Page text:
Sociocracy in co-operative organisations
Sociocracy, also known as dynamic governance, is a values-based governance system centered on the concept of equal voice (every member heard). Growing in popularity in the co-operative movement, its application is increasing due to a number of factors, including:
- The growth of distributed co-operative enterprises (particularly platform co-ops) whose members may not physically meet.
- The growth of co-operatives in the tech sector using methodologies such as Agile and Lean for software products which they then apply to their own management and governance.
- A need to consider a different way of making decisions in worker co-operatives that have grown in size and membership where more traditional governance structures are deemed to be less effective. For example Unicorn Grocery has 70 members, all of whom are directors of the co-op, and takes decisions collectively in all-member director meetings. A sociocratic governance structure supports devolved decision making within the co-op while retaining director status for all members.
- The desire to empower and include member stakeholders who may have been excluded from more formal governance setups.
This guidance provides best practice advice to enable UK co-operatives to understand what sociocracy is, how to implement it, and the benefits of its application.
Sociocratic governance doesn’t have to be implemented wholesale – it provides tools and processes to improve participation in meetings and encourage engagement that are suitable for co-ops of all sizes and structures to experiment with.
This guidance is accompanied by editable templates – look out for where you can access these throughout this resource.
Sociocracy, as it is used today, was first developed in the Netherlands in the 1980s by Gerard Endenburg in his family’s electronics company, Endenburg Elektrotechniek. Using a systems theory approach, Endenburg designed a governance system (The Sociocratic Circle Method) based on devolving Decision Making and accountability to interconnected working circles within an overall structure built on feedback loops.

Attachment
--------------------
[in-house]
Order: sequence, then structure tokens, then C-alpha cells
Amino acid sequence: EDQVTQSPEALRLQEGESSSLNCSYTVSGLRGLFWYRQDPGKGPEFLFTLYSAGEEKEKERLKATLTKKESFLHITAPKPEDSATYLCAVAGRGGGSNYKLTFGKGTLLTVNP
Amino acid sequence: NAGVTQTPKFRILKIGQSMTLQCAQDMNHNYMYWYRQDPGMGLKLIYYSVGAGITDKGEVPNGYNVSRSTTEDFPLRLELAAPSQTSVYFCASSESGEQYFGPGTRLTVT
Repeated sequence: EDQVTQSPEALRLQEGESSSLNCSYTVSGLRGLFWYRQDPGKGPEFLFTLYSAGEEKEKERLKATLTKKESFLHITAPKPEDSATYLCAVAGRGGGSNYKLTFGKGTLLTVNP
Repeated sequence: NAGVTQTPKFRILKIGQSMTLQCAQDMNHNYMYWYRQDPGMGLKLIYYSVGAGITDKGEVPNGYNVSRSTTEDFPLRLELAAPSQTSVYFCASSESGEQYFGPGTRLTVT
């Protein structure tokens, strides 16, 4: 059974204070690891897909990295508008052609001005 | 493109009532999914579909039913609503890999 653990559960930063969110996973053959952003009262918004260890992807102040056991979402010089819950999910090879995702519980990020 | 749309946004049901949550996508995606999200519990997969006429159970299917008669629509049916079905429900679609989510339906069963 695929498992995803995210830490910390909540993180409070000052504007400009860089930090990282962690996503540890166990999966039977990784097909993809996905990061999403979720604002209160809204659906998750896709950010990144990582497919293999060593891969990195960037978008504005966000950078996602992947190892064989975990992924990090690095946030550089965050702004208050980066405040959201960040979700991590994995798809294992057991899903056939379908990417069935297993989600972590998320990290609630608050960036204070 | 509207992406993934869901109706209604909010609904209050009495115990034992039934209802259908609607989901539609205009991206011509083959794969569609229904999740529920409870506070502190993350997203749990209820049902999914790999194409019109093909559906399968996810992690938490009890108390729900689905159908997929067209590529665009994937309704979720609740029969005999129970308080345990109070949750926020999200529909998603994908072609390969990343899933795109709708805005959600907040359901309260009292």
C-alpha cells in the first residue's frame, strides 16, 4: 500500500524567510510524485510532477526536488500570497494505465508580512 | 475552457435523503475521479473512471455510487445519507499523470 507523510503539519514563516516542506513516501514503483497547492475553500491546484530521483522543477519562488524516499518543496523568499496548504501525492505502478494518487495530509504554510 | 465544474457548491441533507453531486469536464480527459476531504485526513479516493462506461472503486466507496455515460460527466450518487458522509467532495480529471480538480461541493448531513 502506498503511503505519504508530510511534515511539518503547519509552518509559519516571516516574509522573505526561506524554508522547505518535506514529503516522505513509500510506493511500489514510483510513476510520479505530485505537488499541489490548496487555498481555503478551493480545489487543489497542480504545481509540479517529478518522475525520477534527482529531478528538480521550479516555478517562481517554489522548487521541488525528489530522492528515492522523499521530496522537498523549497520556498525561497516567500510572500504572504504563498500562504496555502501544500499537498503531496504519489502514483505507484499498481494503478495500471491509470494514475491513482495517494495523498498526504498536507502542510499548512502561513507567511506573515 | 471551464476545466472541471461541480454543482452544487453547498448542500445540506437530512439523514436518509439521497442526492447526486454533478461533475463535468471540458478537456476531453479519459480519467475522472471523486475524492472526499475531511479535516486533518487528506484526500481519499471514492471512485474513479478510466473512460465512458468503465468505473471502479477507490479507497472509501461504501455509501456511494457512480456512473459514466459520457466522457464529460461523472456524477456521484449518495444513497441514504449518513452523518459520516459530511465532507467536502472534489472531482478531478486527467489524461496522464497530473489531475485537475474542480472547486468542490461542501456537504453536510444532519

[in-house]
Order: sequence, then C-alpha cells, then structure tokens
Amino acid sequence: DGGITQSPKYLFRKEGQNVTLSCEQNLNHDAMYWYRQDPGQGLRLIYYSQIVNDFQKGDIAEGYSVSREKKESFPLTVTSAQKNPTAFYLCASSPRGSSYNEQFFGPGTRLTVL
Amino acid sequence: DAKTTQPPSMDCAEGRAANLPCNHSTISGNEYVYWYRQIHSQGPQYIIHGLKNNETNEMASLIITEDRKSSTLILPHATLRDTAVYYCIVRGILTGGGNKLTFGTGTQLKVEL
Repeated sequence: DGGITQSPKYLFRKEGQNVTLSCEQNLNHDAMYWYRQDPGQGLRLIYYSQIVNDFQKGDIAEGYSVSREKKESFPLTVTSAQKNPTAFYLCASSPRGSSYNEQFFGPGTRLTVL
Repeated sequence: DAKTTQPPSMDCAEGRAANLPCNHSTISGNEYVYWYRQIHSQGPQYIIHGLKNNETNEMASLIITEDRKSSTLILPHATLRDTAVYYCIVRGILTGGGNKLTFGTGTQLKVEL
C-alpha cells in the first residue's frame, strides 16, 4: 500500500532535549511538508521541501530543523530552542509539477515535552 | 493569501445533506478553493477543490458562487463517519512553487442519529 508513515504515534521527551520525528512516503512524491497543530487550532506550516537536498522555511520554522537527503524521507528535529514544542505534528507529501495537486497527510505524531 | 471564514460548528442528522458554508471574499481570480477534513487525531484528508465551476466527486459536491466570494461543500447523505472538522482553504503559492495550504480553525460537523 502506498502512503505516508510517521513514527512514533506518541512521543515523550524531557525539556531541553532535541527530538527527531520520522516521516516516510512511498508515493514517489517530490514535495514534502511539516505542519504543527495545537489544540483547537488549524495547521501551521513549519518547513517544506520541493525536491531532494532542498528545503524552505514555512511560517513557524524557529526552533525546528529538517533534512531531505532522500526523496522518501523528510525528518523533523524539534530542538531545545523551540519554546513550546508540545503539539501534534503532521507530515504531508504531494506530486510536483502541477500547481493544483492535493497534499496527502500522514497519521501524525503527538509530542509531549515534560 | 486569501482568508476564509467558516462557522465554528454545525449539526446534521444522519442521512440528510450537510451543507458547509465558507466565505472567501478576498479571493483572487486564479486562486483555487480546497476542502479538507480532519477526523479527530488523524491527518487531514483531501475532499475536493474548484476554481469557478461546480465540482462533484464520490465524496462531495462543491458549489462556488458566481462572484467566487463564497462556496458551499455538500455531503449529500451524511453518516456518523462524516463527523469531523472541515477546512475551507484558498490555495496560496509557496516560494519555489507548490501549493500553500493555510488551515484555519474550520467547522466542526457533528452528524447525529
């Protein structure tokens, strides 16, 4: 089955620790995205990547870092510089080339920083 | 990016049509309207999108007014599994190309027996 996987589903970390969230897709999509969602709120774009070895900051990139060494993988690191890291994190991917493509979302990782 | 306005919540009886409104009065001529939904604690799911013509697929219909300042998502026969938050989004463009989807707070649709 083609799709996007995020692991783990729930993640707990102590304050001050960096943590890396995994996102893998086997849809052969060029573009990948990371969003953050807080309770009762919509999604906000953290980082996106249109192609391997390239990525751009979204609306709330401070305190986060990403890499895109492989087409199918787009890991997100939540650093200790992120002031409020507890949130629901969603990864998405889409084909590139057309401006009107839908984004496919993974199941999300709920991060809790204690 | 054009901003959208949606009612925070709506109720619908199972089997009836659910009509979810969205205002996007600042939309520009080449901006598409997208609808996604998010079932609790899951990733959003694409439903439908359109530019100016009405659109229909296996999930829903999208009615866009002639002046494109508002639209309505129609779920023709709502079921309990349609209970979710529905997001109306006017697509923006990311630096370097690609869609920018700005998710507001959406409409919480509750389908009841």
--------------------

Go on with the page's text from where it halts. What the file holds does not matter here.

Endenburg’s approach to sociocratic self-governance drew heavily on his experiences attending a radical Quaker school, The Workshop. The school’s founder, Kees Boeke, set out to create a self-governing community in which children would contribute their ideas, play an active role in day -to-day operational tasks, and hold co-responsibility for the curriculum with their teachers. The school emphasised inclusiveness, mutual trust and working together to work out what’s best for the group. Boeke drew on the earlier work of Auguste Comte in the 1850s, who first coined the term sociocracy.
Read more: “Sociocracy – Democracy As It Might Be” by Kees Boeke.
Sociocracy is now used by organisations around the world. It has particularly appealed to co-operative organisations due to its synergy with the ICA Values and Principles.
To read more about the history of sociocracy see:
Sociocracy seeks to provide a blueprint for a participatory, effective and efficient governance system that values the input of each member of the organisation as an essential participant in the whole. It can be used effectively in organisations of two or three members to a few hundred members.
Sociocracy is characterised by four key elements:
This resource has been produced by Abbie Kempson, Unicorn Grocery, and Mark Simmonds, Co-op Culture, who are both part of the Co-operative Governance Expert Reference Panel.